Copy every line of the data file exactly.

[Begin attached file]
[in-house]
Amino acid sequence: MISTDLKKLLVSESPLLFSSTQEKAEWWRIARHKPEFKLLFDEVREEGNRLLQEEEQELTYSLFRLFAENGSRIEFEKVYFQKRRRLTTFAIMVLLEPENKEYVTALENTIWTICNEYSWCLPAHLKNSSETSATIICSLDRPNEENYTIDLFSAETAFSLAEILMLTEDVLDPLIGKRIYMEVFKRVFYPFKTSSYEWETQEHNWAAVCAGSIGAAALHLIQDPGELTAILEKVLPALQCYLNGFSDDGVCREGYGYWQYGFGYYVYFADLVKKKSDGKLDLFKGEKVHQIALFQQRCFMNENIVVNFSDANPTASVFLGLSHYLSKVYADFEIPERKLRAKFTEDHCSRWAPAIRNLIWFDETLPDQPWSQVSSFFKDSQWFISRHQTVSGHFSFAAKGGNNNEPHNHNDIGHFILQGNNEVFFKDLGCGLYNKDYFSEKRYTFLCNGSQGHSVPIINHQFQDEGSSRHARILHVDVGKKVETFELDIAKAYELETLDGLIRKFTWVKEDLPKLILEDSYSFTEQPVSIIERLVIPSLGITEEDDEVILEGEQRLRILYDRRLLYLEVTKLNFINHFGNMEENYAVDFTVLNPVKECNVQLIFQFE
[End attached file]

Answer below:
[in-house]
Amino acid sequence: MISTDLKKLLVSESPLLFSSTQEKAEWWRIARHKPEFKLLFDEVREEGNRLLQEEEQELTYSLFRLFAENGSRIEFEKVYFQKRRRLTTFAIMVLLEPENKEYVTALENTIWTICNEYSWCLPAHLKNSSETSATIICSLDRPNEENYTIDLFSAETAFSLAEILMLTEDVLDPLIGKRIYMEVFKRVFYPFKTSSYEWETQEHNWAAVCAGSIGAAALHLIQDPGELTAILEKVLPALQCYLNGFSDDGVCREGYGYWQYGFGYYVYFADLVKKKSDGKLDLFKGEKVHQIALFQQRCFMNENIVVNFSDANPTASVFLGLSHYLSKVYADFEIPERKLRAKFTEDHCSRWAPAIRNLIWFDETLPDQPWSQVSSFFKDSQWFISRHQTVSGHFSFAAKGGNNNEPHNHNDIGHFILQGNNEVFFKDLGCGLYNKDYFSEKRYTFLCNGSQGHSVPIINHQFQDEGSSRHARILHVDVGKKVETFELDIAKAYELETLDGLIRKFTWVKEDLPKLILEDSYSFTEQPVSIIERLVIPSLGITEEDDEVILEGEQRLRILYDRRLLYLEVTKLNFINHFGNMEENYAVDFTVLNPVKECNVQLIFQFE